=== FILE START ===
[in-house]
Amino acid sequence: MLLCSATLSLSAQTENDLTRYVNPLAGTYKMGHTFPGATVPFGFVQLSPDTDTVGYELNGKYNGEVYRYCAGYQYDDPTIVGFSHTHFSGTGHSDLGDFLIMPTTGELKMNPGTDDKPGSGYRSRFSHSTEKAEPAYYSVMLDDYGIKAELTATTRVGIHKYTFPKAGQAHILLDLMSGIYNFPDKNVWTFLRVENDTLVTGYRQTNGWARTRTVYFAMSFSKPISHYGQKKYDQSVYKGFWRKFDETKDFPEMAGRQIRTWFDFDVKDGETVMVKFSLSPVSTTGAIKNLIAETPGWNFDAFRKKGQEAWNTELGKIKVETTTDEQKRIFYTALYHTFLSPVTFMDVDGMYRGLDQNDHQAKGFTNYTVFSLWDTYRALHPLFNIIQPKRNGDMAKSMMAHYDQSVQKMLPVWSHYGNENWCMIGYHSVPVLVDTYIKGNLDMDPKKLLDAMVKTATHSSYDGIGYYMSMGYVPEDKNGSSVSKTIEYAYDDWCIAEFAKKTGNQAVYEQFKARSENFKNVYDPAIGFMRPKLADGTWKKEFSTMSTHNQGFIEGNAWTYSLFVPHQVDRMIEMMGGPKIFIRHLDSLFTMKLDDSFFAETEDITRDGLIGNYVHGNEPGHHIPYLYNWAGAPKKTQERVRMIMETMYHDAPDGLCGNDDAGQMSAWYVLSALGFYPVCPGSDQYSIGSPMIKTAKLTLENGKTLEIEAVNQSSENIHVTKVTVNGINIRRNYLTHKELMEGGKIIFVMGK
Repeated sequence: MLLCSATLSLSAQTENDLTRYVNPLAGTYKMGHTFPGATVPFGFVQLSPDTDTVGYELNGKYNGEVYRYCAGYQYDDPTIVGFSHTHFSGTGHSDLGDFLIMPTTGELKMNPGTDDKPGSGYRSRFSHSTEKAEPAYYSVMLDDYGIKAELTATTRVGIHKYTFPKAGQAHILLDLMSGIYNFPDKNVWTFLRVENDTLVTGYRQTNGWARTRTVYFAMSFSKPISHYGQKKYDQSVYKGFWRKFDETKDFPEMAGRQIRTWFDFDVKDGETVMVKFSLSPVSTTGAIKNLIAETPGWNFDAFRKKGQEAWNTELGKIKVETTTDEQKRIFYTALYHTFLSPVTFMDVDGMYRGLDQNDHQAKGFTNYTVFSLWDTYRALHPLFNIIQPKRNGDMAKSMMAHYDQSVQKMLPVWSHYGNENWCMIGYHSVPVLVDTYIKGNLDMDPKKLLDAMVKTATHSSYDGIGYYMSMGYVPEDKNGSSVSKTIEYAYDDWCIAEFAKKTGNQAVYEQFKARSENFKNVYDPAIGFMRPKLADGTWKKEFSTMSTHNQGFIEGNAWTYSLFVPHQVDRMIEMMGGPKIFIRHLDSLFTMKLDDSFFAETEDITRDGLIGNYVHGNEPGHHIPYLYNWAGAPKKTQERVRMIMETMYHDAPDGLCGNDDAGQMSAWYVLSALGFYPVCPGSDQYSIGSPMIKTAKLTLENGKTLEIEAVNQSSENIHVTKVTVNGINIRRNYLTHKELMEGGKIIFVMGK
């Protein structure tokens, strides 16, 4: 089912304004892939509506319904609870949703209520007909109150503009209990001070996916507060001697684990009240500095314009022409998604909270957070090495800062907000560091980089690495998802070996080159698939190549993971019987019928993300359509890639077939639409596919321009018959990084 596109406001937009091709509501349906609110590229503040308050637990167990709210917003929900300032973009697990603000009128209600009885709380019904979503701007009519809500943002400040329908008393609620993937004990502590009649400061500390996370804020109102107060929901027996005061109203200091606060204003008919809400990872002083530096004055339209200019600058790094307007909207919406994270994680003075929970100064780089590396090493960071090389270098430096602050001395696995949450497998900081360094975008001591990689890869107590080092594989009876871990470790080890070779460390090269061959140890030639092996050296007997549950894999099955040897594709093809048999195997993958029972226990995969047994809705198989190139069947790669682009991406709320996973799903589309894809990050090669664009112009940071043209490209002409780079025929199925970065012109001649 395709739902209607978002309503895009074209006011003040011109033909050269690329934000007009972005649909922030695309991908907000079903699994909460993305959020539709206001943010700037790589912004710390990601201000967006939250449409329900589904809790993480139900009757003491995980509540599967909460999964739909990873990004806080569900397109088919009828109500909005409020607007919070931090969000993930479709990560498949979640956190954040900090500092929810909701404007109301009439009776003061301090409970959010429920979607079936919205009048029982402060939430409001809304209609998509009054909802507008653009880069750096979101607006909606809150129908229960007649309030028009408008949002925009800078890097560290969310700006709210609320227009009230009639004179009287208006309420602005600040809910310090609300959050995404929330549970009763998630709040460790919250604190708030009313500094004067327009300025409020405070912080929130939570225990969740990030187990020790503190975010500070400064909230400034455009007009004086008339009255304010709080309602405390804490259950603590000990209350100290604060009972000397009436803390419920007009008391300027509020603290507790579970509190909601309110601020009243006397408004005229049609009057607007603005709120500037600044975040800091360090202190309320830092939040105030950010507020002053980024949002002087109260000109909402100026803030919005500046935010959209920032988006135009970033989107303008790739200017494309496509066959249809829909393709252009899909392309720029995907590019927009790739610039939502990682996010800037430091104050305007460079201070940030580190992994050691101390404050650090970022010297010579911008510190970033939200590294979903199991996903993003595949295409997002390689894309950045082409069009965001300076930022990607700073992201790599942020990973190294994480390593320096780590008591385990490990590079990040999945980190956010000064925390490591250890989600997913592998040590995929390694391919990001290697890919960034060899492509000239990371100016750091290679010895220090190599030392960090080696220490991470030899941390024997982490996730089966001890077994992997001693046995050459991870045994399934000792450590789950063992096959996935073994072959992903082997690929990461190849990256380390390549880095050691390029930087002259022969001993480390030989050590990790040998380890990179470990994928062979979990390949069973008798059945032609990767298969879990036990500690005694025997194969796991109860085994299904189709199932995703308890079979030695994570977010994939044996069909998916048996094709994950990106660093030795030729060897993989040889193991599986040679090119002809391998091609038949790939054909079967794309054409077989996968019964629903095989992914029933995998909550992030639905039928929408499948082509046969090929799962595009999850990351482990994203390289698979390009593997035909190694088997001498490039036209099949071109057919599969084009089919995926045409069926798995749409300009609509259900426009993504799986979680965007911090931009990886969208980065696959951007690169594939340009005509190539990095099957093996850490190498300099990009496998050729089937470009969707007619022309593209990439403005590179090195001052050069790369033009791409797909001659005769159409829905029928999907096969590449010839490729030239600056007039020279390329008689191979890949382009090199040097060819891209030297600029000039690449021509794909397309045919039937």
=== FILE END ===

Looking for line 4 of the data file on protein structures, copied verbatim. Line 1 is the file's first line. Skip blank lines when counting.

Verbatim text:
């Protein structure tokens, strides 16, 4: 089912304004892939509506319904609870949703209520007909109150503009209990001070996916507060001697684990009240500095314009022409998604909270957070090495800062907000560091980089690495998802070996080159698939190549993971019987019928993300359509890639077939639409596919321009018959990084 596109406001937009091709509501349906609110590229503040308050637990167990709210917003929900300032973009697990603000009128209600009885709380019904979503701007009519809500943002400040329908008393609620993937004990502590009649400061500390996370804020109102107060929901027996005061109203200091606060204003008919809400990872002083530096004055339209200019600058790094307007909207919406994270994680003075929970100064780089590396090493960071090389270098430096602050001395696995949450497998900081360094975008001591990689890869107590080092594989009876871990470790080890070779460390090269061959140890030639092996050296007997549950894999099955040897594709093809048999195997993958029972226990995969047994809705198989190139069947790669682009991406709320996973799903589309894809990050090669664009112009940071043209490209002409780079025929199925970065012109001649 395709739902209607978002309503895009074209006011003040011109033909050269690329934000007009972005649909922030695309991908907000079903699994909460993305959020539709206001943010700037790589912004710390990601201000967006939250449409329900589904809790993480139900009757003491995980509540599967909460999964739909990873990004806080569900397109088919009828109500909005409020607007919070931090969000993930479709990560498949979640956190954040900090500092929810909701404007109301009439009776003061301090409970959010429920979607079936919205009048029982402060939430409001809304209609998509009054909802507008653009880069750096979101607006909606809150129908229960007649309030028009408008949002925009800078890097560290969310700006709210609320227009009230009639004179009287208006309420602005600040809910310090609300959050995404929330549970009763998630709040460790919250604190708030009313500094004067327009300025409020405070912080929130939570225990969740990030187990020790503190975010500070400064909230400034455009007009004086008339009255304010709080309602405390804490259950603590000990209350100290604060009972000397009436803390419920007009008391300027509020603290507790579970509190909601309110601020009243006397408004005229049609009057607007603005709120500037600044975040800091360090202190309320830092939040105030950010507020002053980024949002002087109260000109909402100026803030919005500046935010959209920032988006135009970033989107303008790739200017494309496509066959249809829909393709252009899909392309720029995907590019927009790739610039939502990682996010800037430091104050305007460079201070940030580190992994050691101390404050650090970022010297010579911008510190970033939200590294979903199991996903993003595949295409997002390689894309950045082409069009965001300076930022990607700073992201790599942020990973190294994480390593320096780590008591385990490990590079990040999945980190956010000064925390490591250890989600997913592998040590995929390694391919990001290697890919960034060899492509000239990371100016750091290679010895220090190599030392960090080696220490991470030899941390024997982490996730089966001890077994992997001693046995050459991870045994399934000792450590789950063992096959996935073994072959992903082997690929990461190849990256380390390549880095050691390029930087002259022969001993480390030989050590990790040998380890990179470990994928062979979990390949069973008798059945032609990767298969879990036990500690005694025997194969796991109860085994299904189709199932995703308890079979030695994570977010994939044996069909998916048996094709994950990106660093030795030729060897993989040889193991599986040679090119002809391998091609038949790939054909079967794309054409077989996968019964629903095989992914029933995998909550992030639905039928929408499948082509046969090929799962595009999850990351482990994203390289698979390009593997035909190694088997001498490039036209099949071109057919599969084009089919995926045409069926798995749409300009609509259900426009993504799986979680965007911090931009990886969208980065696959951007690169594939340009005509190539990095099957093996850490190498300099990009496998050729089937470009969707007619022309593209990439403005590179090195001052050069790369033009791409797909001659005769159409829905029928999907096969590449010839490729030239600056007039020279390329008689191979890949382009090199040097060819891209030297600029000039690449021509794909397309045919039937």